4 Things to Do with Your Extra Day

Leap Day may look and feel like any other day of the year, but why not treat it like a rare and special gift? Here are three things you might not make time for on a “regular” Saturday. Do one—or all—of them and make your extra day something special. (You can also come visit us with a Kripalu Day Pass!)

Make this recipe for Gluten-Free Chocolate Peanut Butter Bars from the Kripalu Kitchen cookbook.

It’s not tricky, but it’s not quick, either. Settle in, pick a podcast or a playlist, and surrender into the deep relaxation of simply doing one thing at a time. While you’re at it, try a little sense meditation: Take a few slow, conscious breaths as you savor the smell of melting chocolate, the texture of peanut butter on your tongue, and the slide of the spatula as you spread ganache over the filling.

“You really need only one of these, because the layers of crushed graham crackers, sweetened peanut butter, and dark chocolate ganache taste so intense together,” says Kripalu Executive Chef Jeremy Rock Smith.

Take a mindful walk.

As you step outside, allow your eyes to scan the landscape. Then close your eyes for a moment and notice the sensations—the breeze or sun on your skin, the temperature, any sounds that are present. As you begin to walk, keep tuning in to your sensations and returning to the body and the breath. Your experience may be of an oscillation between what’s happening in the body and senses, and what you’re observing around you.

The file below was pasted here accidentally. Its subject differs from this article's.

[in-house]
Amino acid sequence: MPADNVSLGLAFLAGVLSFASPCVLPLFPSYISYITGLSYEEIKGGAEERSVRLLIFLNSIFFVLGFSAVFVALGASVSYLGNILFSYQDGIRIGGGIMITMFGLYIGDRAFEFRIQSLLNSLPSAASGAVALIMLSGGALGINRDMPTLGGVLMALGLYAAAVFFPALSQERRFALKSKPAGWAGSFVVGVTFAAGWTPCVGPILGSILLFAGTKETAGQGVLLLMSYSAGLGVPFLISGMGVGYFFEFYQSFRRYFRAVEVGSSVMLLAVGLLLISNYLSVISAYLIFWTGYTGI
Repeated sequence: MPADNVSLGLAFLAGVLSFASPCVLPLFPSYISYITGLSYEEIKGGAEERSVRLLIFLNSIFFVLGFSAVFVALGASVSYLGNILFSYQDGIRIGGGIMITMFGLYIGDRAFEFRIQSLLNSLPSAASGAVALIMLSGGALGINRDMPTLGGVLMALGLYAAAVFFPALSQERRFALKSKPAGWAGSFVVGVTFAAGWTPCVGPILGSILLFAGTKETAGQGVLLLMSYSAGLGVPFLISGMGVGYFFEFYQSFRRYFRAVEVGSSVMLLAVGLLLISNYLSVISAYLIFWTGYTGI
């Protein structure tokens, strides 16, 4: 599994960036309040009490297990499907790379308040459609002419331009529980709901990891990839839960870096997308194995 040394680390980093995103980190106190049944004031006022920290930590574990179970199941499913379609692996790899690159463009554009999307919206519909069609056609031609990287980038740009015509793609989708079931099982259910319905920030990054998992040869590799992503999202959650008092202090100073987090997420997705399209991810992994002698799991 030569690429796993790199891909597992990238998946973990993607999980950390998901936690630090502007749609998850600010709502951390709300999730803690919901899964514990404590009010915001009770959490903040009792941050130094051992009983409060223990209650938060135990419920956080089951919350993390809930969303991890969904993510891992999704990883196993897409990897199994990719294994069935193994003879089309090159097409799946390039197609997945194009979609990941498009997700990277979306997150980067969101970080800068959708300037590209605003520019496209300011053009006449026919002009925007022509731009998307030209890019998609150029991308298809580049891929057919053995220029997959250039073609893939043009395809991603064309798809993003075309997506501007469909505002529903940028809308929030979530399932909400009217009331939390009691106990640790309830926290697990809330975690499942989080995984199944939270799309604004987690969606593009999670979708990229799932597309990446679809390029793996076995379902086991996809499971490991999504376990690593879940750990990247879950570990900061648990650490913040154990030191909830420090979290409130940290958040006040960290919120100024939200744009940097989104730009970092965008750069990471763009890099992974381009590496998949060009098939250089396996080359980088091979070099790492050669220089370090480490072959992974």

You might want to try focusing on specific sensations: the balance of each foot as it touches the ground, the feel of the air on your skin. “Shutting off your mind is not the point—simply notice how much there is to be aware of, inside and out,” says Kripalu Lead Faculty and meditation teacher Steven Leonard.

Draw a mandala.

You don’t have to be artistic to create one; Kathryn Costa, author of The Mandala Guidebook, tells her students, “If you can print your name and the alphabet, you can draw a mandala.” It’s fun, relaxing, and creates a sense of clarity and connection.

“The circle offers a safe container to focus one’s thoughts, feelings, and ideas—whether the mandala is in the traditional style, with the shapes radiating from the center, or a contemporary design that’s more freeform and abstract,” Kathryn says. “As we draw a mandala and color it in, we see patterns emerge before us that may reflect the centeredness and connections found within ourselves, friends, family, colleagues, and communities.”

Focus on digital wellness.

When we put down our devices, we look up, engage, and come back to the world and to ourselves. “We all want to feel connected,” says Coby Kozlowski, Kripalu School of Yoga faculty and a certified life coach. “People rely on their devices to get plugged into life, but the truth is that it doesn’t fulfill us in the ways we long for. To me, it’s critical to unplug in order to actually plug in.”

Try these seven tips for unplugging.

Happy Leap Day!